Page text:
|Back||1 2 3 4||Next|
Miss Squeers made no more direct reply than surveying her former friend from top to toe, and elevating her nose in the air with ineffable disdain. But some indistinct allusions to a 'puss,' and a 'minx,' and a 'contemptible creature,' escaped her; and this, together with a severe biting of the lips, great difficulty in swallowing, and very frequent comings and goings of breath, seemed to imply that feelings were swelling in Miss Squeers's bosom too great for utterance.
While the foregoing conversation was proceeding, Master Wackford, finding himself unnoticed, and feeling his preponderating inclinations strong upon him, had by little and little sidled up to the table and attacked the food with such slight skirmishing as drawing his fingers round and round the inside of the plates, and afterwards sucking them with infinite relish; picking the bread, and dragging the pieces over the surface of the butter; pocketing lumps of sugar, pretending all the time to be absorbed in thought; and so forth. Finding that no interference was attempted with these small liberties, he gradually mounted to greater, and, after helping himself to a moderately good cold collation, was, by this time, deep in the pie.
Nothing of this had been unobserved by Mr Squeers, who, so long as the attention of the company was fixed upon other objects, hugged himself to think that his son and heir should be fattening at the enemy's expense. But there being now an appearance of a temporary calm, in which the proceedings of little Wackford could scarcely fail to be observed, he feigned to be aware of the circumstance for the first time, and inflicted upon the face of that young gentleman a slap that made the very tea-cups ring.
'Eating!' cried Mr Squeers, 'of what his father's enemies has left! It's fit to go and poison you, you unnat'ral boy.'
'It wean't hurt him,' said John, apparently very much relieved by the prospect of having a man in the quarrel; 'let' un eat. I wish the whole school was here. I'd give'em soom'at to stay their unfort'nate stomachs wi', if I spent the last penny I had!'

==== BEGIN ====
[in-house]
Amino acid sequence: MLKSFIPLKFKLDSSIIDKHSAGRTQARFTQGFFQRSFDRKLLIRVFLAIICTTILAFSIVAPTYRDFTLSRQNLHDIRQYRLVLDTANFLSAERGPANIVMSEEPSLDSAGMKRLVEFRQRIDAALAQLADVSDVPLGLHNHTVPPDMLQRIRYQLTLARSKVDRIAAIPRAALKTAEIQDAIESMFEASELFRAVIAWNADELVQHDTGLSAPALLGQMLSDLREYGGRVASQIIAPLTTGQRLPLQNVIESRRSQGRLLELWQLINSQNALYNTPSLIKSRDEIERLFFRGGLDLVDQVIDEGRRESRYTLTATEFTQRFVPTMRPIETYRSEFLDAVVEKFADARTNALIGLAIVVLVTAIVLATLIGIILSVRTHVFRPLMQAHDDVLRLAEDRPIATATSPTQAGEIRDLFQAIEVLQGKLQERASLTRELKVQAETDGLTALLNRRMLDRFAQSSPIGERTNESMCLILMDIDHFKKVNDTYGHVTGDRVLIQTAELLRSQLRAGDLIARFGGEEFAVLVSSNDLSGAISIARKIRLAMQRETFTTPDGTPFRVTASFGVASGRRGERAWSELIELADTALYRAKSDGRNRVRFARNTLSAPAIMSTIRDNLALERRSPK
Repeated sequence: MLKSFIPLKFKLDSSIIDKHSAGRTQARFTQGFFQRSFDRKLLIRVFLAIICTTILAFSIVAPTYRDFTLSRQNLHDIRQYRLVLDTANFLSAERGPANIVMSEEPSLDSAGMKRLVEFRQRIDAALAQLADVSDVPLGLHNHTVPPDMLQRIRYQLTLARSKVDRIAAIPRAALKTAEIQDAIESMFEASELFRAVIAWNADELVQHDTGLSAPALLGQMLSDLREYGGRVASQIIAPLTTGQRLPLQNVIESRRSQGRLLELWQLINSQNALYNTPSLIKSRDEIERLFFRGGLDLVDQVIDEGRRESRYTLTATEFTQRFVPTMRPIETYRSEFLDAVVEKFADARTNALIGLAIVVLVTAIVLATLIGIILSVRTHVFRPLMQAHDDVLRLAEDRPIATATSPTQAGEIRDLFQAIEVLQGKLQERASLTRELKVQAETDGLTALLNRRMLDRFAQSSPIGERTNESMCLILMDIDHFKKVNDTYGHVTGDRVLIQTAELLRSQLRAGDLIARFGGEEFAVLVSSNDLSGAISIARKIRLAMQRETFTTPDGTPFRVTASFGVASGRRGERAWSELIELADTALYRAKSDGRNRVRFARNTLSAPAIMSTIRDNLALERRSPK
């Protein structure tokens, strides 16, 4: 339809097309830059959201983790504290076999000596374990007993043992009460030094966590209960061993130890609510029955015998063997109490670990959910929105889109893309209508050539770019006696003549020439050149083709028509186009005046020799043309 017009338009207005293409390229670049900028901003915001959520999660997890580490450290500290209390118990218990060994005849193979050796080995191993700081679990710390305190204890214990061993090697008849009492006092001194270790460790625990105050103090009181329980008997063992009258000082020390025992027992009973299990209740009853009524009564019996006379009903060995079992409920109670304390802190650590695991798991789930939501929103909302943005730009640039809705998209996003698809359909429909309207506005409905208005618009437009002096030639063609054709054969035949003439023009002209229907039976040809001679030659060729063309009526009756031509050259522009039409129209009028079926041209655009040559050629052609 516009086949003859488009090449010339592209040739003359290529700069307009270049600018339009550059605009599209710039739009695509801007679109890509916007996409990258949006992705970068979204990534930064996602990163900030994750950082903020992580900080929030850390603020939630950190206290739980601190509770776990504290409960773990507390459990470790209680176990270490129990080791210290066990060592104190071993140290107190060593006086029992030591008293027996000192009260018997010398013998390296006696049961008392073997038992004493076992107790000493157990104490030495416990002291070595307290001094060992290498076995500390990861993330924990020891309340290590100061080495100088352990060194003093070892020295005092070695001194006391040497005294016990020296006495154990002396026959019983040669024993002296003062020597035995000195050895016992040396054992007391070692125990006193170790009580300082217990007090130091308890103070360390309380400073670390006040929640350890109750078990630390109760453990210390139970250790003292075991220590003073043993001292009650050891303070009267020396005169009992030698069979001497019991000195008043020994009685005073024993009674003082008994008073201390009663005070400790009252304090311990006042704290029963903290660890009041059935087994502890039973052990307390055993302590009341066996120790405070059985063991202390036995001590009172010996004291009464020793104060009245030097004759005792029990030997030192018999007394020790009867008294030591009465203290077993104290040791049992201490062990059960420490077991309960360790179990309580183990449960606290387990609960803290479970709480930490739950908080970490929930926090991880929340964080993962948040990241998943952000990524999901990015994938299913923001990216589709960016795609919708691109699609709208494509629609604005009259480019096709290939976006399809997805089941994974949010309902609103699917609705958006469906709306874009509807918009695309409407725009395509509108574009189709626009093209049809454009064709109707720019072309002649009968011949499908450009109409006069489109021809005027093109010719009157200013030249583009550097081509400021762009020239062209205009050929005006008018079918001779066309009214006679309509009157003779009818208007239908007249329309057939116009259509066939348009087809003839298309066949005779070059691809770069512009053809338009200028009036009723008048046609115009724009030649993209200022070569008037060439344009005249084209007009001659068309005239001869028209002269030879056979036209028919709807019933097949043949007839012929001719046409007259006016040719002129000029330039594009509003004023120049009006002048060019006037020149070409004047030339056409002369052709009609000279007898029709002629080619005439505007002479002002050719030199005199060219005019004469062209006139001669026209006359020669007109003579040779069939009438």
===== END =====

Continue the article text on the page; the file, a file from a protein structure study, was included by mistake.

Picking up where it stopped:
Squeers scowled at him with the worst and most malicious expression of which his face was capable--it was a face of remarkable capability, too, in that way--and shook his fist stealthily.
'Coom, coom, schoolmeasther,' said John, 'dinnot make a fool o' thyself; for if I was to sheake mine--only once--thou'd fa' doon wi' the wind o' it.'
'It was you, was it,' returned Squeers, 'that helped off my runaway boy? It was you, was it?'
'Me!' returned John, in a loud tone. 'Yes, it wa' me, coom; wa'at o' that? It wa' me. Noo then!'
'You hear him say he did it, my child!' said Squeers, appealing to his daughter. 'You hear him say he did it!'
'Did it!' cried John. 'I'll tell 'ee more; hear this, too. If thou'd got another roonaway boy, I'd do it agean. If thou'd got twonty roonaway boys, I'd do it twonty times ower, and twonty more to thot; and I tell thee more,' said John, 'noo my blood is oop, that thou'rt an old ra'ascal; and that it's weel for thou, thou be'est an old 'un, or I'd ha' poonded thee to flour when thou told an honest mun hoo thou'd licked that poor chap in t' coorch.'